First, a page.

ZFS automatically mounts file systems when file systems are created or when the system boots. Use of the zfs mount command is necessary only when you need to change mount options, or explicitly mount or unmount file systems.

The zfs mount command with no arguments shows all currently mounted file systems that are managed by ZFS. Legacy managed mount points are not displayed. For example:

# zfs mount | grep tank/home
zfs mount | grep tank/home
tank/home                       /tank/home
tank/home/jeff                  /tank/home/jeff

You can use the -a option to mount all ZFS managed file systems. Legacy managed file systems are not mounted. For example:

# zfs mount -a

By default, ZFS does not allow mounting on top of a nonempty directory. For example:

# zfs mount tank/home/lori
cannot mount 'tank/home/lori': filesystem already mounted

Legacy mount points must be managed through legacy tools. An attempt to use ZFS tools results in an error. For example:

# zfs mount tank/home/bill
cannot mount 'tank/home/bill': legacy mountpoint
use mount(1M) to mount this filesystem
# mount -F zfs tank/home/billm

When a file system is mounted, it uses a set of mount options based on the property values associated with the dataset. The correlation between properties and mount options is as follows:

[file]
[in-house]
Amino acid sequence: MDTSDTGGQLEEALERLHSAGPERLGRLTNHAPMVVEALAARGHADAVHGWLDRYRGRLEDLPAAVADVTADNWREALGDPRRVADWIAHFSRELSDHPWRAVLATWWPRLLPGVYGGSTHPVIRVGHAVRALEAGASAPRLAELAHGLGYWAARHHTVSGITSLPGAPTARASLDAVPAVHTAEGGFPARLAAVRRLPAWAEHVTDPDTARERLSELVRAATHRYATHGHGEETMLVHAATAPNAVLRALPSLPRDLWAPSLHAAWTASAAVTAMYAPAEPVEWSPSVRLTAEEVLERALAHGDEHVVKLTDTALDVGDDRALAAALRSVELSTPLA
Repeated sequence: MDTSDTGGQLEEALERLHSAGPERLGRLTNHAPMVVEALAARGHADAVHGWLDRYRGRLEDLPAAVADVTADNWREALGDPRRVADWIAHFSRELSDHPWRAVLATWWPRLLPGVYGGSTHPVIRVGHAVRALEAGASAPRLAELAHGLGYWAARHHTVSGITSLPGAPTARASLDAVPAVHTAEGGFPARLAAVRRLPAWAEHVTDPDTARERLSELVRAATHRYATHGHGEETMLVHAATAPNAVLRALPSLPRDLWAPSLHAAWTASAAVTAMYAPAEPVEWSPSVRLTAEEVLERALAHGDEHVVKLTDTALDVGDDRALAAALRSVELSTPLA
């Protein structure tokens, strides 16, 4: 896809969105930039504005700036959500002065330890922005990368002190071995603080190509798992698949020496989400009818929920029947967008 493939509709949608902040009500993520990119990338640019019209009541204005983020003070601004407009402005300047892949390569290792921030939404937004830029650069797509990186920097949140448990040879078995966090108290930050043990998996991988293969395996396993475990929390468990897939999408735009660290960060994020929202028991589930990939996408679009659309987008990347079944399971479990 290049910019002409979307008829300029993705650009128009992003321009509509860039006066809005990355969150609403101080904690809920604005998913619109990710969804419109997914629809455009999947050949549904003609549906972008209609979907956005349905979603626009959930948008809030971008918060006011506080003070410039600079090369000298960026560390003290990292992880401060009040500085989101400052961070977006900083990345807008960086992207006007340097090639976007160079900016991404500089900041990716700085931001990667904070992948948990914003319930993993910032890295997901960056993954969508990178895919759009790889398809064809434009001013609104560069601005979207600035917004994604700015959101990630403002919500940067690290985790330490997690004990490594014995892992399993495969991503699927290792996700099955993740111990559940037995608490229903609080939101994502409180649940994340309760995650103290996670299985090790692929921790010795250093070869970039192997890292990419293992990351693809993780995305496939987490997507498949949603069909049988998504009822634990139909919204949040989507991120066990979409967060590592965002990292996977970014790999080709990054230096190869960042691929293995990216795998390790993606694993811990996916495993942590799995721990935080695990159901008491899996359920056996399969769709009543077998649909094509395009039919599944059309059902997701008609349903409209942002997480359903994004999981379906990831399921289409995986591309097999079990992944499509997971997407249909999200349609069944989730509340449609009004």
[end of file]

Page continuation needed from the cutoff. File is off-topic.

Table 6-4 ZFS Mount-Related Properties and Mount Options

Mount Option

The mount option nosuid is an alias for nodevices,nosetuid.

Using Temporary Mount Properties

If any of the mount options described in the preceding section are set explicitly by using the-o option with the zfs mount command, the associated property value is temporarily overridden. These property values are reported as temporary by the zfs get command and revert back to their original values when the file system is unmounted. If a property value is changed while the dataset is mounted, the change takes effect immediately, overriding any temporary setting.

In the following example, the read-only mount option is temporarily set on the tank/home/perrin file system. The file system is assumed to be unmounted.

# zfs mount -o ro users/home/neil